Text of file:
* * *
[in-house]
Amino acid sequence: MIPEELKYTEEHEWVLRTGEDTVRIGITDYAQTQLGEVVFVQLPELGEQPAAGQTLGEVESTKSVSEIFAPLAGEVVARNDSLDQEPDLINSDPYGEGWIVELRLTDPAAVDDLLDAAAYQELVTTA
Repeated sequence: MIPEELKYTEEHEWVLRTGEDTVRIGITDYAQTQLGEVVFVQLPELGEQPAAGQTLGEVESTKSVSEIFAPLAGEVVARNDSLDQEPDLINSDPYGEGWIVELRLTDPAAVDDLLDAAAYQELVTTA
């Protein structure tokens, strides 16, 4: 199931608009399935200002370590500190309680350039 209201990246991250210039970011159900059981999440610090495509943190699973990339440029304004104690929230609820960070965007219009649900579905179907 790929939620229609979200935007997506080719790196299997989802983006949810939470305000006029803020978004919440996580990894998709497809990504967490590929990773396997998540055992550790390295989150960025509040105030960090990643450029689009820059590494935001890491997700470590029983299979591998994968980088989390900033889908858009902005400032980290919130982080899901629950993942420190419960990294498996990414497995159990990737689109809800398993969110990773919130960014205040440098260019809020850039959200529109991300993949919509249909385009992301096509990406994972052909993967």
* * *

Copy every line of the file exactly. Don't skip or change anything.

[in-house]
Amino acid sequence: MIPEELKYTEEHEWVLRTGEDTVRIGITDYAQTQLGEVVFVQLPELGEQPAAGQTLGEVESTKSVSEIFAPLAGEVVARNDSLDQEPDLINSDPYGEGWIVELRLTDPAAVDDLLDAAAYQELVTTA
Repeated sequence: MIPEELKYTEEHEWVLRTGEDTVRIGITDYAQTQLGEVVFVQLPELGEQPAAGQTLGEVESTKSVSEIFAPLAGEVVARNDSLDQEPDLINSDPYGEGWIVELRLTDPAAVDDLLDAAAYQELVTTA
């Protein structure tokens, strides 16, 4: 199931608009399935200002370590500190309680350039 209201990246991250210039970011159900059981999440610090495509943190699973990339440029304004104690929230609820960070965007219009649900579905179907 790929939620229609979200935007997506080719790196299997989802983006949810939470305000006029803020978004919440996580990894998709497809990504967490590929990773396997998540055992550790390295989150960025509040105030960090990643450029689009820059590494935001890491997700470590029983299979591998994968980088989390900033889908858009902005400032980290919130982080899901629950993942420190419960990294498996990414497995159990990737689109809800398993969110990773919130960014205040440098260019809020850039959200529109991300993949919509249909385009992301096509990406994972052909993967």